2.  Age and Experience.  The older we get the younger all of the healthcare professionals look.  This truism aside, age matters…on both ends of the spectrum of life and a medical career.  You don’t want a doctor who graduated medical school 5 years ago if you can help it because that doctor doesn’t have the necessary “on-the-job” experience to deal with complicated medical issues.  Likewise, you don’t want a 70 year old doctor fusing the vertebrae in your low back as it is unlikely that doctor has kept up with modern surgical techniques.  General medical experience is important but so is experience with the specific surgery or condition for which you are searching for a doctor.  If I need a doctor who is removing a brain tumor or a mass pressing on my spinal cord, I want a doctor who has performed that same procedure many, many, many times.  I also want to know the success rate my potential doctor has had with the surgery…not what the national averages are for the success of the surgery but my potential doctor’s success rate.  If he/she will not answer that question I suggest moving to another doctor.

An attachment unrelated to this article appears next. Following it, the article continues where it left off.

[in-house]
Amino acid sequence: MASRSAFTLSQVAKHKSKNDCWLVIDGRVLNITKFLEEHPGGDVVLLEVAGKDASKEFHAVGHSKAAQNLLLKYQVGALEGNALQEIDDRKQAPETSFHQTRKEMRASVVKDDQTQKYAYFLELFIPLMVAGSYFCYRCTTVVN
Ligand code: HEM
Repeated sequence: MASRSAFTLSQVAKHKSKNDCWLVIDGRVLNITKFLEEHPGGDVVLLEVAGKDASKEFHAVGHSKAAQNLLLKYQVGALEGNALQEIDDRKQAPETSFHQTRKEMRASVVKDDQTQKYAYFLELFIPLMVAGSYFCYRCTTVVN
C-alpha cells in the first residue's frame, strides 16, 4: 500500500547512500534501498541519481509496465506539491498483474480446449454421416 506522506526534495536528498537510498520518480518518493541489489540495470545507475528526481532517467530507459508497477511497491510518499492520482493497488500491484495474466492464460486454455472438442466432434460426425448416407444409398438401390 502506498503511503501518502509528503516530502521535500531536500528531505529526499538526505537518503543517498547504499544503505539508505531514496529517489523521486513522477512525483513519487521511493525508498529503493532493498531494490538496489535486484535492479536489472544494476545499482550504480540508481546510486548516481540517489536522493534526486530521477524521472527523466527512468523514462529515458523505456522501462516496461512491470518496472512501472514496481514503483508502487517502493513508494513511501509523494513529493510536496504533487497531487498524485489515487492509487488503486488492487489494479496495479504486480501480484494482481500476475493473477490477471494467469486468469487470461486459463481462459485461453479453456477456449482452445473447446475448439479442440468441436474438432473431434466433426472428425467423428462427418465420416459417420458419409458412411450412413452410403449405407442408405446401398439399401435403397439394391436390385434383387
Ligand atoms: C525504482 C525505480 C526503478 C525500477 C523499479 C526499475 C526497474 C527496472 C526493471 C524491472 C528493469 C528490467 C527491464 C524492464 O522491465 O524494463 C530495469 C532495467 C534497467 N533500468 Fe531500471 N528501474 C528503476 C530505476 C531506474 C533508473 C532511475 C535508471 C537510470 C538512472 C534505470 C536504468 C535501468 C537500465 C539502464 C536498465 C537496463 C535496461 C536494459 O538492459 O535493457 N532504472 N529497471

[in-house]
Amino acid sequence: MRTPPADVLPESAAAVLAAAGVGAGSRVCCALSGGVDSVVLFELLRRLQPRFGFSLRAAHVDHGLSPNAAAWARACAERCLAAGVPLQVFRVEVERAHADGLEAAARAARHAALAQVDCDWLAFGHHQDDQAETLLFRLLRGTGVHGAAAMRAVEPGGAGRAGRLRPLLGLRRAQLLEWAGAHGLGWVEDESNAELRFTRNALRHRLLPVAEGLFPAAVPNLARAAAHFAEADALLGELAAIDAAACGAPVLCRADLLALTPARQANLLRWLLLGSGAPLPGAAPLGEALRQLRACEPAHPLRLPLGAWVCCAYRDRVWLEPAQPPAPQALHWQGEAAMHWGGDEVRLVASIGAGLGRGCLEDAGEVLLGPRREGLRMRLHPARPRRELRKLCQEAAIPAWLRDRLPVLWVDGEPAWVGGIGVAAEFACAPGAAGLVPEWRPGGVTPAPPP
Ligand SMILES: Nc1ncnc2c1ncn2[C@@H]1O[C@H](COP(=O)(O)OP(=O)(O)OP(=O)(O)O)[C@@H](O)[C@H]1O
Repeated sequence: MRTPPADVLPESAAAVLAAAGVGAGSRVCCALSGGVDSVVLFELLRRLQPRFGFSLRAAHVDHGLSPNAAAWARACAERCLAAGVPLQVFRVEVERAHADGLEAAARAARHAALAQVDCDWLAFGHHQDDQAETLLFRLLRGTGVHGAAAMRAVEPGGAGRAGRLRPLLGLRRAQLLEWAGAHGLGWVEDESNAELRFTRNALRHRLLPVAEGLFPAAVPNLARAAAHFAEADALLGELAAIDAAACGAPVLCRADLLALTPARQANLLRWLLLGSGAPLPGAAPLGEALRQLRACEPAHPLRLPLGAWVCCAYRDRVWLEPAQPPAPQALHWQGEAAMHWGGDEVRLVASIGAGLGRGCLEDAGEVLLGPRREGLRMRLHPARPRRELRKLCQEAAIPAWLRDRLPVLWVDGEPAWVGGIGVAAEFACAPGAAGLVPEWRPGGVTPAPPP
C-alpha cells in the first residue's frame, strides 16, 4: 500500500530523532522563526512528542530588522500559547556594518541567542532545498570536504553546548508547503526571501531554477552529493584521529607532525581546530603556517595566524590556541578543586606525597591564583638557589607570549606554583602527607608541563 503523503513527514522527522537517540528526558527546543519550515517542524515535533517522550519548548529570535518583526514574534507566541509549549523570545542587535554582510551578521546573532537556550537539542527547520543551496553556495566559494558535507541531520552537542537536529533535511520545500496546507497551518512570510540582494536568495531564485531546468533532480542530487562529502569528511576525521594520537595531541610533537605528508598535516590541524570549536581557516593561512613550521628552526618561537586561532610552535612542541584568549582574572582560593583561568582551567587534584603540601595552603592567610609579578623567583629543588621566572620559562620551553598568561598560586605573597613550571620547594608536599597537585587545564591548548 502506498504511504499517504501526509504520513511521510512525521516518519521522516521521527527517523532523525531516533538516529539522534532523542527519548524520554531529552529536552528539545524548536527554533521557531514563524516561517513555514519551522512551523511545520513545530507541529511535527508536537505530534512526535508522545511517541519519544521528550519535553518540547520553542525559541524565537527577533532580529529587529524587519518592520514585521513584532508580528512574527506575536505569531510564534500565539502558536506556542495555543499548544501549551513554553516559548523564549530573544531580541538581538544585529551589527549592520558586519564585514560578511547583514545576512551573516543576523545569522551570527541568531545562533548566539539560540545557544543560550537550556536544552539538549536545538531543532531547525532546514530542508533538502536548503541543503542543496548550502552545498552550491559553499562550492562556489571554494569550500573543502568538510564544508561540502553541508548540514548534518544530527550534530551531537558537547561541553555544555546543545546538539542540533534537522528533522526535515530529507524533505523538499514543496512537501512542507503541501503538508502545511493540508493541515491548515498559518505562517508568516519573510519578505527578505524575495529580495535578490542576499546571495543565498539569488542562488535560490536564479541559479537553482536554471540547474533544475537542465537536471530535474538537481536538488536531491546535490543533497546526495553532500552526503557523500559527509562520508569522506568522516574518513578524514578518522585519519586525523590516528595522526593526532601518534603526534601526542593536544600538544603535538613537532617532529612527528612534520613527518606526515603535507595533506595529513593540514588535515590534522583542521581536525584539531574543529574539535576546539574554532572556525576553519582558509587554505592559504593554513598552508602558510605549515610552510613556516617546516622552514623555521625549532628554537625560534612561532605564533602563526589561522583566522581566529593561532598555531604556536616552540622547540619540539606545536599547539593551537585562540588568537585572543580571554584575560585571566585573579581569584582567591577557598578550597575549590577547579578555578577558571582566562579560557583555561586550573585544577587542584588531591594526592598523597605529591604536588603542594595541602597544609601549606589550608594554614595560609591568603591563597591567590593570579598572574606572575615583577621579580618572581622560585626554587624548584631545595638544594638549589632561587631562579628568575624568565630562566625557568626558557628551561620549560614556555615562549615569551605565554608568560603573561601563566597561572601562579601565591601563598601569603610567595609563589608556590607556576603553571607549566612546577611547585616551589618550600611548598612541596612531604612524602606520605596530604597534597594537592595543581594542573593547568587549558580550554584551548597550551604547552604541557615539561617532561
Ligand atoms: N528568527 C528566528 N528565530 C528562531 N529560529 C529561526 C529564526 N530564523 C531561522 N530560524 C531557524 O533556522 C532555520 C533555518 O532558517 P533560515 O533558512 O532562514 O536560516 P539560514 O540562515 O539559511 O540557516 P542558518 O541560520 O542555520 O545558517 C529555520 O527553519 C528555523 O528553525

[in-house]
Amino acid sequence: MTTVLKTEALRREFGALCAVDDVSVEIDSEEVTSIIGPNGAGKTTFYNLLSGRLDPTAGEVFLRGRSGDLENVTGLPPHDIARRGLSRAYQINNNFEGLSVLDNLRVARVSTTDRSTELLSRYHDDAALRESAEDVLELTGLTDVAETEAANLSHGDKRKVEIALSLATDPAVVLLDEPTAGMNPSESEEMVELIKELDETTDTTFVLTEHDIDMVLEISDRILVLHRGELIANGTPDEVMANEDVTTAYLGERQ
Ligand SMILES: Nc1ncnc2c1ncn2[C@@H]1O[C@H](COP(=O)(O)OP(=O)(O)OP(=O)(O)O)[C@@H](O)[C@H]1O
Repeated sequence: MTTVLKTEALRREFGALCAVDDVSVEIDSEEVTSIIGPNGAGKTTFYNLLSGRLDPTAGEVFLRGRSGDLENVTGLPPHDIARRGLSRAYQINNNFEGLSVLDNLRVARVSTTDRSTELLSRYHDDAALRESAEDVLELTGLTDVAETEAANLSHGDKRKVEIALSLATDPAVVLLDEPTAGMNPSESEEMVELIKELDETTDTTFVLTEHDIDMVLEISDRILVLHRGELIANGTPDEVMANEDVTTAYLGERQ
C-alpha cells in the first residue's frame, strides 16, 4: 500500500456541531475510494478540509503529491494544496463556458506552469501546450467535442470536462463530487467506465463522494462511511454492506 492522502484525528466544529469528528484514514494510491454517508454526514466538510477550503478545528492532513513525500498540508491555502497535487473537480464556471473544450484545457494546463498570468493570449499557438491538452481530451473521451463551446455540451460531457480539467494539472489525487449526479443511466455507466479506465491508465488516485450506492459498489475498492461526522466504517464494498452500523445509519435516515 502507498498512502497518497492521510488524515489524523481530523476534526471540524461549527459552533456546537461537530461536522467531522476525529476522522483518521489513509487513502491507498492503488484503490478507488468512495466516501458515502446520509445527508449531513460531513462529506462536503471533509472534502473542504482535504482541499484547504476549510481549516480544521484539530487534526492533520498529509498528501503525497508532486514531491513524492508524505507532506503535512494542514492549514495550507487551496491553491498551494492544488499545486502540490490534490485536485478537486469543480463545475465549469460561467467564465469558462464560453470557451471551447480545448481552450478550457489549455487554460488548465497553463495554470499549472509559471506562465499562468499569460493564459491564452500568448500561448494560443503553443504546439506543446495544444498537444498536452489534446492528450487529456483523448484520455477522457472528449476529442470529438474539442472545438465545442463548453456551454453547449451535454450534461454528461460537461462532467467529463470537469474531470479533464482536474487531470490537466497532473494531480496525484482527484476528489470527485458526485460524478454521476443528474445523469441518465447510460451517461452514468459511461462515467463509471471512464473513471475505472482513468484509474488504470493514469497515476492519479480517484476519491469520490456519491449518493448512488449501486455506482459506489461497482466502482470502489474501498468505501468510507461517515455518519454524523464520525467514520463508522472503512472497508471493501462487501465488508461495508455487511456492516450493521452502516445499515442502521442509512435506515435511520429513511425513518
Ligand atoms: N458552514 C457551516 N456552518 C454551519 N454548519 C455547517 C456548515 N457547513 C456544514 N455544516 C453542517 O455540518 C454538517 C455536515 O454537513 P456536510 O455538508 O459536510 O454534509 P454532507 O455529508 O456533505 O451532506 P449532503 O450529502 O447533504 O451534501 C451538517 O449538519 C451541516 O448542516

3.  Membership in professional organizations for their specialty.  In short, you want to select a doctor who keeps up on the literature and developments in his/her area of practice.  Here is a list of medical associations based in the United States.  Many of these associations have a web site listing their members by name and location of practice.  Also, many doctors will gladly provide you with a list of the professional associations for which they are members.

     4.  Lawsuits.  I promised (above) to provide more information on previous medical malpractice lawsuits against doctors you may be considering to be your doctor.  Just because a doctor has been sued (successfully or unsuccessfully) does not necessarily mean they are incompetent or bad doctors.  There are certain “high risk” medical specialties which simply leads to lawsuits. The high risk specialties include neurosurgery, general surgery, orthopedic surgery, obstetrics and gynecology, among others.  With my concession that a previous lawsuit against the doctor you are considering should not rule out the doctor, there are easy ways to check on whether the doctor has been sued and, if so, how many times.  Almost all of the Circuit Courts in Virginia are online and can be searched by the public to see if the doctor you are considering has been sued.  Here are the easy and fast steps to follow: